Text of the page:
Gary Buchanan experiences Cunard's Grill Class

There was a buzz in the air as the good and the great of Britain's cruise industry mixed and mingled on board Cunard's brand-new Queen Anne during an overnight showcase event on 1st May. In addition to the soaring Grand Lobby with its sculpted mural and curved staircase, the eye-catching glass-domed Pavilion, and the retro glamour of the Queens Room, it was the undeniable stylishness of the Grill Suites that was the  focus of attention for several connoisseurs.

Cunard Queen Anne sailing
“The Grill Class product is great value and provides one of the last unique luxury experiences at sea today,” said one respected commentator; another pundit noted, “The exclusivity and elevated service are cherished by guests. There are few similarly luxurious options for Brits seeking a combination of grace and chic.”

While devotees of 'Going Cunard' are familiar with the term Grill Class, it does require some explanation for those unaware of this curious categorisation, which can trace its origins back over a hundred years. The name is derived from the Grill Room on RMS Aquitania, the legendary Cunard liner that was given the moniker 'The Ship Beautiful', following her launch in 1914.

Decorated in Jacobean ornamentation, this sumptuous, extra-tariff restaurant served grilled meats and was an intimate alternative to the grandiose first-class dining room. However, it wasn't until RMS Queen Mary and RMS Queen Elizabeth ushered in the 'Golden Age' of travel following the Second World War that the term 'Grill' assumed its distinguished cachet.

Designed with a nightclub atmosphere in mind, the Veranda Grills were secluded aeries tucked away at the stern on the Sun Deck. 80 first-class passengers, which often included royalty and film stars, enjoyed à la carte meals and dancing until late into the night for a supplement of ten shillings. Endorsing the aura of forbidden pleasure, this theatrically decorated room was accessed by a private lift operated by a young bellhop who was guaranteed to receive a handsome tip.

When QE2 was launched, she too had an exclusive Grill Room which was available to all first-class passengers for a supplement. Three years after her maiden voyage in 1969, several penthouse suites were added, and to accommodate guests in this top echelon of accommodation, the Queens Grill was created, and the Grill Room became the Princess Grill. Subsequently, Queen Mary 2, Queen Victoria, and Queen Elizabeth were all designed with both Queens Grills and Princess Grills. Now Queen Anne is continuing the popular concept of Grill Class.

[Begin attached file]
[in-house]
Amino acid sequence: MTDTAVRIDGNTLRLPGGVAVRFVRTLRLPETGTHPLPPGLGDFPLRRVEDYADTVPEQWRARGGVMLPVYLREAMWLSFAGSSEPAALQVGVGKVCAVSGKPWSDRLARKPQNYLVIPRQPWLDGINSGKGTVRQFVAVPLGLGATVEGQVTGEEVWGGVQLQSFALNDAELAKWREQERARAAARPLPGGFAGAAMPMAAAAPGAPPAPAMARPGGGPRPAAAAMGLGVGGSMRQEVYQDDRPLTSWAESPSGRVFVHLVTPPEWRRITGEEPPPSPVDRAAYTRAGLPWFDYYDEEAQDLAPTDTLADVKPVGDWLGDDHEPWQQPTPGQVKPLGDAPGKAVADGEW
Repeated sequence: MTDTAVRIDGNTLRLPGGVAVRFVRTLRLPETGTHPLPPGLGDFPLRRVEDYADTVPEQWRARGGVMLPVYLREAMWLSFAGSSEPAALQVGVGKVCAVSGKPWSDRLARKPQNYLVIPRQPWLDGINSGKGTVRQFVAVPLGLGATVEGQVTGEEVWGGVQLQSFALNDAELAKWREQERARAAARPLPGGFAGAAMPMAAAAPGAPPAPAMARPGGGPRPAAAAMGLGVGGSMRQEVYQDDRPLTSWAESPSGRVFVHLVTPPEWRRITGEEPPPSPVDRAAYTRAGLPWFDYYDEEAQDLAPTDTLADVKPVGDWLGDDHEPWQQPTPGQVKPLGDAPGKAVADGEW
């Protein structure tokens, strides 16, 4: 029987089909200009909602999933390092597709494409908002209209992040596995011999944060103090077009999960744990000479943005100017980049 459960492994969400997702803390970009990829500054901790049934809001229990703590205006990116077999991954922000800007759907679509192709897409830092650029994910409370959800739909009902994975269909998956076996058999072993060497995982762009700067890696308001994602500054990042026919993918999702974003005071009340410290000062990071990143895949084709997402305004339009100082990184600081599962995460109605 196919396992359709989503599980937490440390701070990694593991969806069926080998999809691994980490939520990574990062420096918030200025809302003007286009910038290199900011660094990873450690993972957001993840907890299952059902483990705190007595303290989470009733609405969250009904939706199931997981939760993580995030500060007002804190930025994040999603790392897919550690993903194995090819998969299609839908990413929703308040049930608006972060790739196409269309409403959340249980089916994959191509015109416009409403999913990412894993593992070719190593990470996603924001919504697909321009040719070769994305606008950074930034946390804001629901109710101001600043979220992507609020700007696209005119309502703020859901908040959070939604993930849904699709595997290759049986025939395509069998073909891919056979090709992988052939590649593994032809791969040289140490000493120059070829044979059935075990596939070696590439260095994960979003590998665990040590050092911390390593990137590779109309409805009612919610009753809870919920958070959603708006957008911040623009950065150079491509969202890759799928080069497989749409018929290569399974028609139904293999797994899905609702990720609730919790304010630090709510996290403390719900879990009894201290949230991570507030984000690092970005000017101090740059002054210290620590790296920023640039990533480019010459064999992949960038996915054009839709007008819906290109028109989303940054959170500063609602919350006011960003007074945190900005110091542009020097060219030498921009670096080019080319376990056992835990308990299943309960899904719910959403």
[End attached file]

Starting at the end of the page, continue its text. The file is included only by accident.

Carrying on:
QA Grill Suite

As holidaymakers seek ever more sophistication, cruise ships have adapted to appeal to them, so round-the-clock dining, showstopping entertainment, and  great views don’t cut it any longer. However, a private sanctuary that ups the ante in the luxe factor and purrs opulence, refinement, and privilege certainly does. The notion of a ship-within-a-ship encompassing the services and amenities that are a hallmark of smaller, ultra-luxury ships is a perfect solution for those travellers seeking to embrace the benefits of the prestigious lifestyle within these inner sanctums.

Designers of Cunard ships ever since Queen Mary 2 have elected to situate suites in the top-of-the-range tier at various prime locations across the most desired decks. Grill Class guests can savour an experience straight out of the pages of Lifestyles of the Rich and Famous. On Queen Anne, they dine in their dedicated Queens Grill or Princess Grill, both set in a prime location on Deck 10, which upholds an open seating policy. There's the option to relax in the nearby dedicated Grills Lounge at cocktail time or for a dainty afternoon tea, and, one deck above, they can laze on superior deck furniture at the private Grills Terrace that offers a discrete sunbathing halcyon, far removed from the hoi-polloi.

Queen Anne terrace
True to her Cunard lineage, Queen Anne offers a range of accommodations, from the ample to the opulent. Grill Suites come in a variety of grades, six for the Queens Grill and two for the Princess Grill. The two 1,440sq ft Grand Suites (Q1 Grade) are located port and starboard on Deck 6 midships and have spacious living areas and dining rooms. There are four 896sq ft Master Suites (Q2 grade) situated amidships on Decks 5 and 7. All have large walk-in wardrobes. These opulent havens boast a décor that incorporates subtle, calming tones of green, taupe, and grey that are in harmony with the dark wood and marble accents.

Princess Grill
Equally urbane, just slightly smaller, are the 34 Penthouse Suites (Q3 and Q4 grades), which span between 532sq ft and 647sq ft. The 25 Queen Suites (Q5 and Q6 grades) measure 507sq ft up to 577sq ft. In all Queens Grill suites, butler service is available to streamline and personalise guests’ needs.